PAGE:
• A company called CVS Pharmacy Inc. of the US is going to pay $45,000 for failing to report that it had sold children’s hooded jackets with drawstrings at the neck from mid-2008 to January 2009. In March 2009, these jackets were recalled and in addition, now, a penalty has been levied. Product safety guidelines in the US requires children’s jackets, sweatshirts and other “upper-outerwear” to have buttons or Velcro and not drawstrings to prevent accidents due to strangulation or entanglement.
• The popular store Build-A-Bear, where kids can experience making their own stuffed teddy bear, has been ordered to return close to 30,000 lapel pins which say Love, Hugs, Peace, but ironically are unsafe because their surface paint was found to have excessive levels of lead.
• The chain store Target in the US has recalled a line of wooden stools because it received reports of 26 instances where the stool broke when someone stood on it. Consumers have been advised immediately to stop using the step stools and return them to any Target store to receive a full refund.
The US Consumer Product Safety Commission (CPSC) is the organization that has enforced these laws and ordered the companies concerned to recall their products. It is an organization that “is charged with protecting the public from unreasonable risks of injury or death from thousands of types of consumer products under the agency’s jurisdiction”. The CPSC lays down safety standards for hundreds of consumer products, scours the market identifying potentially dangerous products and penalizes companies that do not comply with product safety standards. There are three remarkable things I noticed after detailed reading of its activities and understood why it has become a powerful protector of American consumers:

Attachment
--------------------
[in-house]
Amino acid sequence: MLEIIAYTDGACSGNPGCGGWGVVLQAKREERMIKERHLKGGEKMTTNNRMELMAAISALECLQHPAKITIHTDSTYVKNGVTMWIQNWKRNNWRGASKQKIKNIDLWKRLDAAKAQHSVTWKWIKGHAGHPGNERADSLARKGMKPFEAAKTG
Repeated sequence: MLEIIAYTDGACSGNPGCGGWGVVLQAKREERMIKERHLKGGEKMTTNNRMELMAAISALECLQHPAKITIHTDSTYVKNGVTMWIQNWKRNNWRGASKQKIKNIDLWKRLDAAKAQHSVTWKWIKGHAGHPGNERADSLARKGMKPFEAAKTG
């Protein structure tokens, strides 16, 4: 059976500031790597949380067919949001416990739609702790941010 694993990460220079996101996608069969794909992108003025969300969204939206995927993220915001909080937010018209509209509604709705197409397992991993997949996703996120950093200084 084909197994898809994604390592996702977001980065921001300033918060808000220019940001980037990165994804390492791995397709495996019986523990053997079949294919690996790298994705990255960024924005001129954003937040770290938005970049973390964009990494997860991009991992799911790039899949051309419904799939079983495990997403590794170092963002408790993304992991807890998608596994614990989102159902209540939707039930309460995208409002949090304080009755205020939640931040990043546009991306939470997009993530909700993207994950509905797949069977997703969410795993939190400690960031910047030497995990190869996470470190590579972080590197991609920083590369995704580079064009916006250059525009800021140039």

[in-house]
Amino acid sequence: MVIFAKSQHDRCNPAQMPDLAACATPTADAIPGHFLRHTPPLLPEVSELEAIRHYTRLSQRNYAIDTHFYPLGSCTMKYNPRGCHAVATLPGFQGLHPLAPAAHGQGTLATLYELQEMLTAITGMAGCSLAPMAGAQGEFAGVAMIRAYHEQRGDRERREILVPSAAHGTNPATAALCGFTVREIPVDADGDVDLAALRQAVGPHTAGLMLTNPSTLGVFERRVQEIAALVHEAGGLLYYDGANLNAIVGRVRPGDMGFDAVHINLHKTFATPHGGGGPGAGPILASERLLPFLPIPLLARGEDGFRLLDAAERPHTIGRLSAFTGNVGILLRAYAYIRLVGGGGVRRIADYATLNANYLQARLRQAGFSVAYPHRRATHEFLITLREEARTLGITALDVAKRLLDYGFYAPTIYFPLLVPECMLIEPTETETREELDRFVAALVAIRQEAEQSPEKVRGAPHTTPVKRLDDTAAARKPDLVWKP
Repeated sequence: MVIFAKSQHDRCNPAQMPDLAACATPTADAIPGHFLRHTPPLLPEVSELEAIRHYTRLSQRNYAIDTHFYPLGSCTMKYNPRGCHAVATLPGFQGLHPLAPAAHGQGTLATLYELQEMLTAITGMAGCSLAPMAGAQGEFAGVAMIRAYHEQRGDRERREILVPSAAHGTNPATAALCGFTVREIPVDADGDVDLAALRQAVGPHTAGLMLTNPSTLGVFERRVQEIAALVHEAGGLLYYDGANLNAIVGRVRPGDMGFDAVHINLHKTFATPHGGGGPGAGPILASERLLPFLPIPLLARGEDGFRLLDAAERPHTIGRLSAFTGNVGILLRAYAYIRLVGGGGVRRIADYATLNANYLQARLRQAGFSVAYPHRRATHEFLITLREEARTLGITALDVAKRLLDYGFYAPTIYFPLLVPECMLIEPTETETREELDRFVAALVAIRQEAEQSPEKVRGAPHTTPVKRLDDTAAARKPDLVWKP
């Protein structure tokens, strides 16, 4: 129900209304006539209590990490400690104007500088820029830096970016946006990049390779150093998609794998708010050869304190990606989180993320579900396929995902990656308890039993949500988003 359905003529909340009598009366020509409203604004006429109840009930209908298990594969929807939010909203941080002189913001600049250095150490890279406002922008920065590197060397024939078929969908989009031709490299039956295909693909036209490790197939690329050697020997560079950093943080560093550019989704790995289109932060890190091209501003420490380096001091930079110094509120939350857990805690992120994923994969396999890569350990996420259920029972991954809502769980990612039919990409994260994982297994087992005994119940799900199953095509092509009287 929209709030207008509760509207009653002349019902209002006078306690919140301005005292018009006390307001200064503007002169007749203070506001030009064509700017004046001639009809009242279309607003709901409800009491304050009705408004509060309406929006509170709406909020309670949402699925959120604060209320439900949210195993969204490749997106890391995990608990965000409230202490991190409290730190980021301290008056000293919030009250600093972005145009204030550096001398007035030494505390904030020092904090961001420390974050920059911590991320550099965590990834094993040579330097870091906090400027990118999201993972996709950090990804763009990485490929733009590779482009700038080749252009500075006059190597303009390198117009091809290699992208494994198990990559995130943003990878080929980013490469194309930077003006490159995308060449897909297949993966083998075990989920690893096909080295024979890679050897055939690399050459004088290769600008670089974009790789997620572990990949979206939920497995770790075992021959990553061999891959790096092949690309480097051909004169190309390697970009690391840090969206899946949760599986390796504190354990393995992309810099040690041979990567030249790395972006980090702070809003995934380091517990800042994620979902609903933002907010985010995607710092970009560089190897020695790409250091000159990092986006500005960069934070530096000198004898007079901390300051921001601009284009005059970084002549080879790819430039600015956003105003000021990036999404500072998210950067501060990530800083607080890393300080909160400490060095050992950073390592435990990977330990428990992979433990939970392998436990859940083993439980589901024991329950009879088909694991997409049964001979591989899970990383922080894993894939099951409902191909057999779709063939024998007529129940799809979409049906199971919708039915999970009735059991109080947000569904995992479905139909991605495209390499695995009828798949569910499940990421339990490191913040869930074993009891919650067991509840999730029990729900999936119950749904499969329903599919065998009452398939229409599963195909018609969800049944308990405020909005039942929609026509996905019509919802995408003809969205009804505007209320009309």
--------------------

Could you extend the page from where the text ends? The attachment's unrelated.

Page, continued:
• It spares no one. Especially those companies which knew that there’s some problem with the product and did not notify CPSC within 24 hours, as is the law. So, a white goods company like Black and Decker has been fined $960,000 for not reporting defective weed trimmers, whose caps came off during use and became projectiles causing injury to the user and bystanders.
• It takes no chances on safety, sometimes to the point of paranoia. It has recalled a toy key with a remote. If you see the picture, you would wonder what harm this keychain can possibly cause. But apparently, there have been a few cases where the plastic key ring and/or the metal keys broke. These bits could then pose a choking hazard to children. No injuries have yet been reported, but they are not waiting. All keys have been recalled.
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• It ensures the process of return of the defective product and refund is easy for the consumer. In the case of Build-A-Bear, consumers can return the lapel pin to any Build-A-Bear store to receive a $5 store coupon. If they can’t visit the store, they can contact the company through the toll free number or the website to discuss alternate ways to get a refund. The only thing left is for a company official to make personal visits to the homes of wronged lapel-pin buyers. (This is the moment, dear customer, to pause and reflect on the last time you tried to get a refund from any company in India.)